The Wu-Tang Clan (4) Tries To Overcome Pete Seeger (5) In SOTC's March Madness
Disheveled musicians unite! After zipping by The Rapture in the opening round with his unkempt folksy style, Pete Seeger now faces Staten Island's original grimy, dirt-sodden rap troupe, who themselves dispatched Rammellzee to get to this stage of the showdown. With both artists embracing a stubborn anti-establishment stance, things could get heated.
Wu-Tang Clan: "C.R.E.A.M."
The Wu in a superbly grimy nutshell, "C.R.E.A.M." fuses a vintage soul sample (The Charmells' "As Long As I've Got You") with rugged-but-tight raps about overcoming personal and worldly struggles (including "stick-up kids, corrupt cops and crack rocks and stray shots"). Most brilliantly, it also invokes a rap acronym that actually works!
Pete Seeger: "We Shall Overcome"
Seeger's take on the Civil Rights signature tune "We Shall Overcome" is rousing in its self-determined sentiment without ever schlepping over into the realm of the empty soundbite. Legend even has it that Seeger was the one who flipped the lyrics from "we will overcome" to the more unified "we shall overcome." Aside: It wouldn't be a stretch to imagine RZA sampling and looping up the song's elegiac vibe.
Longevity: Baring the occasional decent album cut, the Wu as a group entity haven't really clicked since their '90s glory daysalthough individual members are still active on the rap circuit to varying degrees of success. Seeger, however, doesn't just beat the Clan in terms of career length; his take on "We Shall Overcome" was recently invoked by the great unwashed of Occupy Wall Street.
Innovations: Seeger's career runs through many a social and political era, during which he's always found a way to convey his message. During their initial burst on to the scene the Wu blazed through with a blast of innovations: Changing the way rappers sign recording contracts; looping up sped-up soul samples; coining silly Mafia-inspired nicknames; manufacturing shoddy branded clothing; wearing bathrobes paired with oversized medallions; and loosing a rapper called Shorty Shitstain on the world. If it's a numbers game, the tie goes to the Wu.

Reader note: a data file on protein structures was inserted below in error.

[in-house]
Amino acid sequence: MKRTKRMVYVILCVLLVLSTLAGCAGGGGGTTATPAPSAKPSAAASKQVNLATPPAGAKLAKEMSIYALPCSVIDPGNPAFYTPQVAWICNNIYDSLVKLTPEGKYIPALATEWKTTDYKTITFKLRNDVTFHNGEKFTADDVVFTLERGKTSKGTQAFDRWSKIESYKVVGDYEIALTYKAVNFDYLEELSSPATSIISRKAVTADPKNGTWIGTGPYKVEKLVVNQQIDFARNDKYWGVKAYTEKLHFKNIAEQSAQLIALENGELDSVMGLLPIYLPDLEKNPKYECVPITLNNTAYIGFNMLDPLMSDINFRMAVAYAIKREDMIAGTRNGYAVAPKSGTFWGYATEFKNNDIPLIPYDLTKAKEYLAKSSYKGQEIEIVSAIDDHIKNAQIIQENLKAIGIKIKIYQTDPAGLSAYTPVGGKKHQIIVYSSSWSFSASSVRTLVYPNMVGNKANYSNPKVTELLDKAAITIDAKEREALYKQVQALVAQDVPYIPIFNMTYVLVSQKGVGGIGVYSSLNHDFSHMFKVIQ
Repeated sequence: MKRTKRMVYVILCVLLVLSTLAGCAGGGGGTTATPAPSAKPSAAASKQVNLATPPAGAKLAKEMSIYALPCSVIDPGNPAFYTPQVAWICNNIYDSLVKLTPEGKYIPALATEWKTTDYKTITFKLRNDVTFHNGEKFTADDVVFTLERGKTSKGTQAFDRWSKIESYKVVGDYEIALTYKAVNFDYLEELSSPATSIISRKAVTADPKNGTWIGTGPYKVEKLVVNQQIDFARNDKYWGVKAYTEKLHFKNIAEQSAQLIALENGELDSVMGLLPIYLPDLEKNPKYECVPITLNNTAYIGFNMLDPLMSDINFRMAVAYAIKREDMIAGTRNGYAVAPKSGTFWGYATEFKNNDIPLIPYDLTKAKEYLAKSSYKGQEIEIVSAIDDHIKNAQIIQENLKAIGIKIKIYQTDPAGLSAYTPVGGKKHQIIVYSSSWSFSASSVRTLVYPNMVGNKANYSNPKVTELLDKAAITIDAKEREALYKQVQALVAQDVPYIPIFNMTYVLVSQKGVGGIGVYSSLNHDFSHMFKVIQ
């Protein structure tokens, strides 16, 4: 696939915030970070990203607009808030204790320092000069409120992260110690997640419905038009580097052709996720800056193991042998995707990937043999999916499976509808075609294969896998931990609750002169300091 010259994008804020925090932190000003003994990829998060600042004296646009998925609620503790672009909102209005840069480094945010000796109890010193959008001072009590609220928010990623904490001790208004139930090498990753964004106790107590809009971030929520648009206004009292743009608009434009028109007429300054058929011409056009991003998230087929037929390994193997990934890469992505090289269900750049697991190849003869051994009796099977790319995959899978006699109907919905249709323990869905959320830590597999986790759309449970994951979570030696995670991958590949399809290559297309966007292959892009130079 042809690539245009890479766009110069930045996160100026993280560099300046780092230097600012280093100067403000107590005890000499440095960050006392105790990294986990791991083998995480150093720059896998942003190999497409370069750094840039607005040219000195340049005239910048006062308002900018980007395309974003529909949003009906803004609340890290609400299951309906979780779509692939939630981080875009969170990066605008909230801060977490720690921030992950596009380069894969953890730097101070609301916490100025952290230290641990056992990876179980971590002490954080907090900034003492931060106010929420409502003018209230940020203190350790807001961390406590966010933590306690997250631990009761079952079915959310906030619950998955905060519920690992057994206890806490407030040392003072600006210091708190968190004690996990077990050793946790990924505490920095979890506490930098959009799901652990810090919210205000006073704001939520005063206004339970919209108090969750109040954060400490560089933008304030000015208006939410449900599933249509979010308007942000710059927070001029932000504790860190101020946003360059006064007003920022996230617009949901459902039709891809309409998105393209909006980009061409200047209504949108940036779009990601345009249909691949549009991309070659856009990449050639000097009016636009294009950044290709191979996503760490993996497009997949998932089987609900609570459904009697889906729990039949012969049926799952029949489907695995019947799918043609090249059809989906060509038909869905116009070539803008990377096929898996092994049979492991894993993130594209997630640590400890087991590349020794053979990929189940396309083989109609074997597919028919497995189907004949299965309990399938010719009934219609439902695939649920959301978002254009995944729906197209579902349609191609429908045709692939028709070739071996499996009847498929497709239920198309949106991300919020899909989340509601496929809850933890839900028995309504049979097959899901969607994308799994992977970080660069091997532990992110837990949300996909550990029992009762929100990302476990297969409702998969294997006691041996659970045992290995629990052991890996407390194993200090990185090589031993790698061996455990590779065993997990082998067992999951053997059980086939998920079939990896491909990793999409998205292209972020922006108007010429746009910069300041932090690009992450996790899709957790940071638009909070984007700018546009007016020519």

Starpower: For a bunch of raggedy rap renegades, the Clan have made pretty decent inroads into Hollywood and the mainstream, not least with Method Man's film roles (which include a spot as a bufoonish bellhop in Garden State), and RZA's mug popping up all over the spot. Seeger's musical reputation is solidified, buy you're more likely to see one of the Wu hawking toothpaste in a TV ad than the folk singer.
Intangibles: It's long been rumored that the FBI have kept case files on the Wu-Tang Clan, and recently Ol' Dirty Bastard's record was released to the public. Seeger was also monitored by the shady powers that be, having been blacklisted during the McCarthy chamber.
Likely winner: The Wuif only because they've always had an immense online fan base, and the Internet is for the children!